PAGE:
American Civil Liberties Union Papers, 1912-1990 is “Rich” and “Absorbing”

In recent years, decades-long movements in civil liberties have been at the forefront of the news. The struggle for civil rights and liberties defines our past and affects our present. Students and researchers can immerse themselves in civil rights history like never before with our new archive American Civil Liberties Union Papers, 1912-1990, part of the Making of Modern Law collection. Drawing from the records of the American Civil Liberties Union (ACLU), it focuses on civil rights, race, gender, and issues relating to the U.S. Supreme Court—topics intensely relevant to today’s curriculum and debates at both national and local levels.

See what Henrietta Verma, Senior Editorial Communications Specialist at Library Journal, thinks of this groundbreaking archive:

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Earn an Accredited High School Diploma at Brookfield Public Library

Originally Posted on the Chicago Tribune, February 8, 2017 Brookfield Public Library is offering qualified community members the opportunity to earn a high school diploma and career certificate for free. Through a partnership with its regional library system RAILS, Brookfield Public Library is joining 11 other Chicago-area libraries in offering scholarships to Career Online High … Read more…

Library Media Specialist Points Fellow Librarians to Opposing Viewpoints In Context

Originally posted on School Library Journal, February 15, 2017 Fake news is everywhere, and many Americans in this digital age struggle to sort fact from fiction. As the concern for fake news and what to to with it grows, students and researchers are turning to the library for reliable, authoritative tools to aid proper research. … Read more…

Wosets, Wockets and Waskets

The wild, wacky and wonderful world of Dr. Seuss has been the salvation of many an exhausted parent who, ready to call it a night, succumbs to their child’s plaintive cry for just one more bedtime story. The easy rhyming flow in Dr. Seuss stories always made it easy for me to read just a little longer.  There’s a Wocket in my Pocket was a favorite of both my daughters, who could recite word for word, page by page well before they were able to read – providing an opportunity for a little fun with unsuspecting relatives and friends who were amazed at how advanced my 3-year-old girls were.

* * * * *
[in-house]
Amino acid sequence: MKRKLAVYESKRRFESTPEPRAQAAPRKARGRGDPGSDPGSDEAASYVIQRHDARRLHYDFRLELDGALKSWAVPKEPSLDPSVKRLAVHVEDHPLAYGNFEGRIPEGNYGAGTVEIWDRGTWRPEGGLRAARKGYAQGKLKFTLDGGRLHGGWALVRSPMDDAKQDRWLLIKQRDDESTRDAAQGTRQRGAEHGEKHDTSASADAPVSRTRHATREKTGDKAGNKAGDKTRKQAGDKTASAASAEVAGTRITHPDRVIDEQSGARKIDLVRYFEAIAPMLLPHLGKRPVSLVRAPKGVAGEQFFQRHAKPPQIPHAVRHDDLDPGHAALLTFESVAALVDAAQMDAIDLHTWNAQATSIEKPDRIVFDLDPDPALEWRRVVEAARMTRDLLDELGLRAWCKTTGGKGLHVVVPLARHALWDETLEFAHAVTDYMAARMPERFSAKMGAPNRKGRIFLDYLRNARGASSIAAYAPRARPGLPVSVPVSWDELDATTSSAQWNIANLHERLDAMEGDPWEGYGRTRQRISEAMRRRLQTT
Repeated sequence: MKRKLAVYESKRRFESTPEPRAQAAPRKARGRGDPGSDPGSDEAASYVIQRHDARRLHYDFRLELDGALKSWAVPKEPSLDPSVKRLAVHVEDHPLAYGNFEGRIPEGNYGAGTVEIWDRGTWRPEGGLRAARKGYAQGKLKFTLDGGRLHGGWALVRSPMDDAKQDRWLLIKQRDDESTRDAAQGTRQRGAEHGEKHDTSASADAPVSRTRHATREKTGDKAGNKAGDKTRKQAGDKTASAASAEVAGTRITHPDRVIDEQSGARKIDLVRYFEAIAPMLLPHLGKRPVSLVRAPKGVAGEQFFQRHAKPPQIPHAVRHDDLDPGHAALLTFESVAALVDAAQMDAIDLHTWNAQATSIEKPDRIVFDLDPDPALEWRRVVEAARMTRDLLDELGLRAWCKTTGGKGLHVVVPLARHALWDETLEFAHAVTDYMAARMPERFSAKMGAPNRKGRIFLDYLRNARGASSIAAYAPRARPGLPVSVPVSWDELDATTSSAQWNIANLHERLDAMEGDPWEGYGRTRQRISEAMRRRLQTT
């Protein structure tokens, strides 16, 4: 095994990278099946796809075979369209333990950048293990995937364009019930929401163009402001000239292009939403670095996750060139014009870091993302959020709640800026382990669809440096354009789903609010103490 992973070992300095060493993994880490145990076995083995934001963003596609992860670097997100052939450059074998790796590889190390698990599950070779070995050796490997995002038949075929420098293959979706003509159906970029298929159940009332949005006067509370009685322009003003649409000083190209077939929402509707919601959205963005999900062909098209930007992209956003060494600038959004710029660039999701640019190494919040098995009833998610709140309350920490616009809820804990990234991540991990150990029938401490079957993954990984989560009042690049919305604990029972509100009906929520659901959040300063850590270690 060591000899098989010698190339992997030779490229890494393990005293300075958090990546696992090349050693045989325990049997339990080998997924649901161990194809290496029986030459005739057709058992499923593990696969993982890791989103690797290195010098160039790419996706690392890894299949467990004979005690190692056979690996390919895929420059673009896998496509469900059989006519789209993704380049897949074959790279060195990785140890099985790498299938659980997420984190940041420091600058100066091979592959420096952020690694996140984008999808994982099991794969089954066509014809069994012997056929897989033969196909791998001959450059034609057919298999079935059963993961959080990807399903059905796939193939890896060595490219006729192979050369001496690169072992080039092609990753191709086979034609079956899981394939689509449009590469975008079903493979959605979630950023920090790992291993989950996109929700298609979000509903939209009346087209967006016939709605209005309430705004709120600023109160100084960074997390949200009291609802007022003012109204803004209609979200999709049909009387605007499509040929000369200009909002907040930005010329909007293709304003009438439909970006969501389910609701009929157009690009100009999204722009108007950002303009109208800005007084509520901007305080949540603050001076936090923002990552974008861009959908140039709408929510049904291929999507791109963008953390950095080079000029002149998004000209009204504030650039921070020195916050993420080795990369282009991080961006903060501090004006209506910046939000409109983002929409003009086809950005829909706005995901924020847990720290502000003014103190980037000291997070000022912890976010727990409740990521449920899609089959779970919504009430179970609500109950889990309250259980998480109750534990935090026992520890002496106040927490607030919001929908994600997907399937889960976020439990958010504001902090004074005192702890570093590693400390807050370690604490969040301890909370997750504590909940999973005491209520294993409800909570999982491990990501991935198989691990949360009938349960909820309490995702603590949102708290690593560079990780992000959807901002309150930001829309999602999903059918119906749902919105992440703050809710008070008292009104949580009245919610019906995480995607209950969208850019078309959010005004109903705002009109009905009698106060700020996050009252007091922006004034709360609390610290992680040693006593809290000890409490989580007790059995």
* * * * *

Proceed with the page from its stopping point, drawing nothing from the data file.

I’ve been fortunate enough to continue to enjoy Dr. Seuss through my grandchildren and various mentoring programs through the years. The student I’m currently mentoring is a second grader who says Dr. Seuss is her favorite author, and Green Eggs and Ham her favorite book, though we recently both found Fox in Sox a little trying.

In honor of the National Education Association’s Read Across America, which kicks off on March 2, and is also Dr. Seuss’s birthday, I decided to learn a little more about the Pulitzer Prize winning author, whose real name was Theodor Geisel. There are many interesting and some surprising facts to be found in Gale databases. Here are a few:

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Orange County Library holds first graduation ceremony for Career Online High School

Originally posted on the Orlando Sentinel, February 27, 2017 Matthew Guevara had little more than the clothes on his back when he found himself homeless in Washington, D.C. and dropping out of school before his senior year. A decade later, the 28-year-old was the proud recipient of high school diploma, part of the first graduating … Read more…